From the perspective of the Australian government, any requirement for organizations affiliated with the Chinese government or government-linked organizations to conduct activities overseas is a cause for concern. Even if apparently well-intentioned, the underlying intention may be to help deepen the CCP’s influence overseas, such as an attempt to expand its influence under the guise of protecting the overseas community. As for the Chinese living in Australia, those who actively choose to embrace the mainstream political values of the Australian society – opposing authoritarianism and advocating the universal values of democracy and human rights – are more likely to integrate into the mainstream society.

Some people have a myth that the respect of Chinese people abroad has something to do with China’s strength. In fact, no matter how weak a country a person comes from, what matters is whether he or she is able to “put down roots”. It doesn’t matter where you come from, as long as you abide by the local laws and respect the local customs, you will be respected and accepted by the local people. Following the local customs is always the simplest and most appropriate way for every Chinese to settle down.


Article/Editorial Sameway


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Rooting in Australia 5 : Adapting to Australian Life and Culture




We are all dandelions.

In 1983, to commemorate the 400th anniversary of the arrival of the Italian Jesuit missionary Matteo Ricci in China, the Hong Kong Catholic Church published a song titled “We Are All Dandelions,” sung by the pop star Teresa Cheung. It tells the story of this missionary who, in response to spreading faith to the Chinese, came from his distant homeland to a foreign land, living in the Ming Dynasty and dying in Beijing. According to Ming Dynasty regulations, missionaries could not be buried in Chinese soil after death and had to be transported back to Macau for burial. Because Ricci brought science, geography, and Western thought to China and made significant contributions, at the request of the believer Xu Guangqi and various officials to Emperor Wanli, he was granted burial outside the Teng fence at Pingze Gate in Beijing. Subsequently, more than a hundred missionaries, including John Gabriel Tamba and João Fernandes, were buried here. Most of these foreign priests had no families or relatives. They came alone to the Ming Dynasty, learned Chinese culture, and at the same time brought Western culture to the people living in this land.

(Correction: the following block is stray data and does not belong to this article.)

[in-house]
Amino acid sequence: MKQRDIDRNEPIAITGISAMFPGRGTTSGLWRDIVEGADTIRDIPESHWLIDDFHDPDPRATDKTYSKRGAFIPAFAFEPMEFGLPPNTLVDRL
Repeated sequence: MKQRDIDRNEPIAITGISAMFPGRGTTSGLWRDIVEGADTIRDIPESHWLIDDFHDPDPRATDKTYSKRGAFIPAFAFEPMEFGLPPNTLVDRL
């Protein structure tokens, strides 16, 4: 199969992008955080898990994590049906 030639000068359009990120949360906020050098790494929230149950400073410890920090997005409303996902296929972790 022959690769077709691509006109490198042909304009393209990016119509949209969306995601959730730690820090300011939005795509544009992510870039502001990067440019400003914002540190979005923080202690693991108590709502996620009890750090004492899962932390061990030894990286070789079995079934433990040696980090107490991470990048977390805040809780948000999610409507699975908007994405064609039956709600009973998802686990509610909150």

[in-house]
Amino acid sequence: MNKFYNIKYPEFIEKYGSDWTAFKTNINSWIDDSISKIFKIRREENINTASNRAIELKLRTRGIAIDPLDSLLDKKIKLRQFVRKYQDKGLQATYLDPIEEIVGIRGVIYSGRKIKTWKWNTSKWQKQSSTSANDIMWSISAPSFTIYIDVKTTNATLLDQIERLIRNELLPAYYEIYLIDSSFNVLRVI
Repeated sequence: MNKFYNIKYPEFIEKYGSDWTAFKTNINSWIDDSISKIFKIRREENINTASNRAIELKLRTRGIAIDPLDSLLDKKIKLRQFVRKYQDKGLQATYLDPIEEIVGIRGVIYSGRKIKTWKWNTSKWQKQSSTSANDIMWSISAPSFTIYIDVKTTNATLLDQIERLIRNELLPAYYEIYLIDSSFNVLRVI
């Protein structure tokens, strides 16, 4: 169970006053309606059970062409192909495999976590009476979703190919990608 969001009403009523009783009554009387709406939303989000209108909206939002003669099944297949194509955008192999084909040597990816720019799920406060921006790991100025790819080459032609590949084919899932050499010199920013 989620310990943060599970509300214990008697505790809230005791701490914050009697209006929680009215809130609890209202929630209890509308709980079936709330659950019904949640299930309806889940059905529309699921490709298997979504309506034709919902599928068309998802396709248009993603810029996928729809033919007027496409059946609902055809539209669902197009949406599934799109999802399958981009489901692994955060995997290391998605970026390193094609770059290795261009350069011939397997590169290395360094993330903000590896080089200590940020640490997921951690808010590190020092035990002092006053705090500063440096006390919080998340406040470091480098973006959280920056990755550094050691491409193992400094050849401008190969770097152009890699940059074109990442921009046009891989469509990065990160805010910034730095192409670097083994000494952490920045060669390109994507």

Today, we immigrate to this land of Australia and become Australians. Besides establishing families here and generation by generation continuing to become Australians, do we find that the multiculturalism of Australia is particularly suitable for immigrants from different places like us to take root here?

According to what my father said, my grandfather was a resident of a village not far from Hong Kong in Po On County, Guangdong Province. He became a fisherman at sea to escape local tyrants and bullies and gradually arrived in Hong Kong, fishing near Hong Kong. Shortly after the Second World War, my grandfather passed away and was buried in the Wo Hop Shek Cemetery. One of my grandmothers died during the Japanese bombing of Hong Kong in the Second World War and was hastily buried beside a hut on the shore of Tseung Kwan O. The other grandmother passed away in the 1960s and was also buried in the Aberdeen Chinese Permanent Cemetery in Hong Kong. The generation of my grandparents, although not born in Hong Kong, ended up dying in Hong Kong and being buried in Hong Kong. Therefore, our generation considered Hong Kong our home, and we believed our roots were there.

In the 1970s, my third and fourth elder sisters came to Australia one after another. Later, out of the eight siblings, including myself, astonishingly, five settled in Australia, and each of us built our lives in this country. As a result, our parents decided to move to Melbourne after the age of 70. At that time, I did not understand the struggles in my parents’ hearts. More than ten years ago, during a global family reunion, the most significant event was selecting a burial place for our parents. Six years ago, my father passed away and was buried in the Springvale Cemetery. My mother is still alive, but in the future, she will also be buried next to my father. Before the age of 70, my parents never thought they would no longer be Hong Kongers and would permanently stay in Melbourne.